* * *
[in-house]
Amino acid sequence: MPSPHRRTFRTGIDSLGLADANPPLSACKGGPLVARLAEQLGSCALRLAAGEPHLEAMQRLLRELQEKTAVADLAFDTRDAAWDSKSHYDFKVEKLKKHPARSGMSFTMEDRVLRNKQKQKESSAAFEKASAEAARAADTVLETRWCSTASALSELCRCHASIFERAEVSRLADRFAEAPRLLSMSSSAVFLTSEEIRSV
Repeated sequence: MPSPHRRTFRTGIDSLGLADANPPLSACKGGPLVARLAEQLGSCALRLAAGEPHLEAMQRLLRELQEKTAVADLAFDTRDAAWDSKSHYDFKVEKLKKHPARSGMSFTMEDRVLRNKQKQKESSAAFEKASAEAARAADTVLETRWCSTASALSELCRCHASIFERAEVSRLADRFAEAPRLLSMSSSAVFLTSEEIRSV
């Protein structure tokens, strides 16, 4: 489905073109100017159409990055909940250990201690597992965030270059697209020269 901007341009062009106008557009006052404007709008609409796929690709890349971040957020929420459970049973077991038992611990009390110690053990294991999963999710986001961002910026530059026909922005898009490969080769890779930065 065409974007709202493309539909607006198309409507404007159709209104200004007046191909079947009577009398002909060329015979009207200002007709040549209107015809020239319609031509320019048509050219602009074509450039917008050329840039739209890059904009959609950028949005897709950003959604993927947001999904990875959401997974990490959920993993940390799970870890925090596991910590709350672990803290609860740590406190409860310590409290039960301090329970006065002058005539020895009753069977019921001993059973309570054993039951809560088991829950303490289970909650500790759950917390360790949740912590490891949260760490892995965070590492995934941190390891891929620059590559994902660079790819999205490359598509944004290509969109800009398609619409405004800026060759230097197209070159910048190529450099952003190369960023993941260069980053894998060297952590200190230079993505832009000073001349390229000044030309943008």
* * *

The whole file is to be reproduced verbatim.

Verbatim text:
[in-house]
Amino acid sequence: MPSPHRRTFRTGIDSLGLADANPPLSACKGGPLVARLAEQLGSCALRLAAGEPHLEAMQRLLRELQEKTAVADLAFDTRDAAWDSKSHYDFKVEKLKKHPARSGMSFTMEDRVLRNKQKQKESSAAFEKASAEAARAADTVLETRWCSTASALSELCRCHASIFERAEVSRLADRFAEAPRLLSMSSSAVFLTSEEIRSV
Repeated sequence: MPSPHRRTFRTGIDSLGLADANPPLSACKGGPLVARLAEQLGSCALRLAAGEPHLEAMQRLLRELQEKTAVADLAFDTRDAAWDSKSHYDFKVEKLKKHPARSGMSFTMEDRVLRNKQKQKESSAAFEKASAEAARAADTVLETRWCSTASALSELCRCHASIFERAEVSRLADRFAEAPRLLSMSSSAVFLTSEEIRSV
């Protein structure tokens, strides 16, 4: 489905073109100017159409990055909940250990201690597992965030270059697209020269 901007341009062009106008557009006052404007709008609409796929690709890349971040957020929420459970049973077991038992611990009390110690053990294991999963999710986001961002910026530059026909922005898009490969080769890779930065 065409974007709202493309539909607006198309409507404007159709209104200004007046191909079947009577009398002909060329015979009207200002007709040549209107015809020239319609031509320019048509050219602009074509450039917008050329840039739209890059904009959609950028949005897709950003959604993927947001999904990875959401997974990490959920993993940390799970870890925090596991910590709350672990803290609860740590406190409860310590409290039960301090329970006065002058005539020895009753069977019921001993059973309570054993039951809560088991829950303490289970909650500790759950917390360790949740912590490891949260760490892995965070590492995934941190390891891929620059590559994902660079790819999205490359598509944004290509969109800009398609619409405004800026060759230097197209070159910048190529450099952003190369960023993941260069980053894998060297952590200190230079993505832009000073001349390229000044030309943008």